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Stempak: Star players will need to shine in playoffs

| Monday, April 4, 2016

The NBA playoffs are drawing near, and the two teams that are dominating headlines are the ones that are predictable and consistent. The San Antonio Spurs and Golden State Warriors are the teams that get all the attention because they have put together two of the best regular-season performances in the history of the sport.

So, if these two teams are guaranteed to win, why even talk about the other teams? Well, first of all, San Antonio and Golden State are in the same conference, so one of these super teams will end its season without a Finals appearance. Secondly, basketball — more so than any other team sport — is star driven, as one player can single-handedly win a game for his team.

There are only two teams in the league that have the star power on their roster to even have a chance to win a series against either the Spurs or Warriors. These two teams are the Cleveland Cavaliers and the Oklahoma City Thunder, who both have been inconsistent this season despite their star-studded rosters.

The Thunder have arguably two of the top five players in the entire league, and they have been playing together since being drafted. Russell Westbrook is a triple-double machine who, when he plays under control, is an unstoppable offensive force. Kevin Durant has returned to form, as he is currently riding a streak of 61 consecutive games of scoring at least 20 points. The Thunder have beaten the Spurs twice this season and have also played the Warriors tightly. On the other end of the spectrum, they have lost to bad Brooklyn and Sacramento teams by double digits and barely squeaked out a win this past week against a Clippers team who rested four starters.

If Oklahoma City can find consistency — which they have shown signs of while winning nine of their last 10 games — they have a chance to represent the Western Conference in the NBA Finals. Unfortunately, to do so they would have to beat both Golden State and San Antonio in a best-of-seven series. That would mean they would have to win at least one game in their opponent’s arena. At home this season, the Warriors and Spurs are a combined 75-1, so beating both of them in their arenas is essentially impossible for Oklahoma City, which is why the Cavaliers have a better chance to take down the giants.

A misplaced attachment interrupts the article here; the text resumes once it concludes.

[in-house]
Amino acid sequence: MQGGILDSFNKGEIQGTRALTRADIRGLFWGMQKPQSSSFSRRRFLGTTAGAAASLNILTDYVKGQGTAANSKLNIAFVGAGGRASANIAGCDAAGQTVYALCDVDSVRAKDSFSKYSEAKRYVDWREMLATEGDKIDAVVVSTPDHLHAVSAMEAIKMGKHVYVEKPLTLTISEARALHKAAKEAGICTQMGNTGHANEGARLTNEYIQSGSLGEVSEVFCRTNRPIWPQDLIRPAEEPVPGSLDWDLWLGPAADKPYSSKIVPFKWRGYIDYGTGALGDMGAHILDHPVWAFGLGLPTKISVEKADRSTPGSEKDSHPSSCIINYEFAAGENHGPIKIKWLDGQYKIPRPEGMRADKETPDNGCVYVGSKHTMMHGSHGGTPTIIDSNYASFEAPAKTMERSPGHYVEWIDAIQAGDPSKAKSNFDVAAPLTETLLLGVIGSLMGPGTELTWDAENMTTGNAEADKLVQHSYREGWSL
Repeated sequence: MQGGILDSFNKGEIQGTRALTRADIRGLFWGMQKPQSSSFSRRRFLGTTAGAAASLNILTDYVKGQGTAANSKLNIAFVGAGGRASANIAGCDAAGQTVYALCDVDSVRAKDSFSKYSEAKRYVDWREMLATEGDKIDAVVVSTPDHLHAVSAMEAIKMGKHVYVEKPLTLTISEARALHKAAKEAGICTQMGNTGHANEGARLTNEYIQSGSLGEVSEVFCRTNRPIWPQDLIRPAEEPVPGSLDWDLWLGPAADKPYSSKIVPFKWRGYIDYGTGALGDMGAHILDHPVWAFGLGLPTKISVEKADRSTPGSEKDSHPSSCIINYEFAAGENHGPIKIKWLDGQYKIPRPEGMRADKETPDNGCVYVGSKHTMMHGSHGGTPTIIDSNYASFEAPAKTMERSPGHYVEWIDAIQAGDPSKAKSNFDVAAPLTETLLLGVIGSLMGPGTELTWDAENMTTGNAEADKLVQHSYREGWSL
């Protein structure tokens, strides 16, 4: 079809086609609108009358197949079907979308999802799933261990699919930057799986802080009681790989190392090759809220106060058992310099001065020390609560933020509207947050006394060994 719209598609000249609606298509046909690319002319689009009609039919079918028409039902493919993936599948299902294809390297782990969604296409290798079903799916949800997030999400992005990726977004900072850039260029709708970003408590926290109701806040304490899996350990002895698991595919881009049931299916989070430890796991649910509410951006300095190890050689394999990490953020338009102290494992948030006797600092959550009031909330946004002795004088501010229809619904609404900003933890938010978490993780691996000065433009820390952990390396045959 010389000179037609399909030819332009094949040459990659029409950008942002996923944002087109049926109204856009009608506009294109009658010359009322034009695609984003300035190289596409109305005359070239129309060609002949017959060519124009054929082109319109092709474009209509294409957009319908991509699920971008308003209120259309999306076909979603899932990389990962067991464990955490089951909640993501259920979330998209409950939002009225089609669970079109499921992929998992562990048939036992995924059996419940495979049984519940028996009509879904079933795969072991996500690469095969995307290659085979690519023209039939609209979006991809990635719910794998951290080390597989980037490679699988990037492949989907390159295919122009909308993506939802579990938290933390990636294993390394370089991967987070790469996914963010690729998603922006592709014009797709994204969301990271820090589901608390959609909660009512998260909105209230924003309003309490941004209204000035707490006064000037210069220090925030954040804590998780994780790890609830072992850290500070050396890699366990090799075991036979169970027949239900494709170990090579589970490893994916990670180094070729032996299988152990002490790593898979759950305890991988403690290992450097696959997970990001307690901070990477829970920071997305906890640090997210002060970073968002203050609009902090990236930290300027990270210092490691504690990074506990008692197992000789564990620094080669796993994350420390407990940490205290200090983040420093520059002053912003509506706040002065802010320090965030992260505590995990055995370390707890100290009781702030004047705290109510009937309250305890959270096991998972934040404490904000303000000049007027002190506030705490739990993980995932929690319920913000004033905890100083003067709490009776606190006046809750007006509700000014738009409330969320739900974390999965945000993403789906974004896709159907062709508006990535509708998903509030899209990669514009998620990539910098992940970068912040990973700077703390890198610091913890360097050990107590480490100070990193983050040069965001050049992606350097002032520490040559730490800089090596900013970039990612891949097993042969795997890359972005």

Calling any team with LeBron James an underdog is ludicrous. But during this season, the dominance of the super teams out west has done just that, as they have dwarfed the Cavaliers. Off-the-court drama between LeBron and his coach, his teammates, his ex-teammates and basically anyone LeBron comes in contact with has leaked onto the court and inhibited progress and cohesion for the Cavs. Their rocky season has had its share of highs and lows, including two wins over the Thunder, a double-digit win over the Spurs, a 34-point loss to the Warriors and a nine-point loss to those lowly Nets.

Despite all of the extracurricular adversity, the Cavaliers have a ceiling in the same range as the Spurs or Warriors simply because they have LeBron James, Kyrie Irving and Kevin Love on their roster. Even though they are having trouble working together at times towards the end of their second season with each other, there is hope because everyone turns up their focus and effort in the playoffs. When LeBron decides to focus, his team wins, which is why he on track to earn his sixth straight NBA Finals appearance this season.

So in June, an educated viewer should expect nothing but another Warriors or Spurs title. They are both great basketball teams who will increase their already astronomically-high level of play once the postseason starts. But do not be surprised if Oklahoma City or Cleveland gives them a run for their money because the star players matter the most in playoff basketball.

The views expressed in this column are those of the author and not necessarily those of The Observer.

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About R.J. Stempak

R.J. Stempak is a sophomore computer science major who enjoys basketball.

Contact R.J.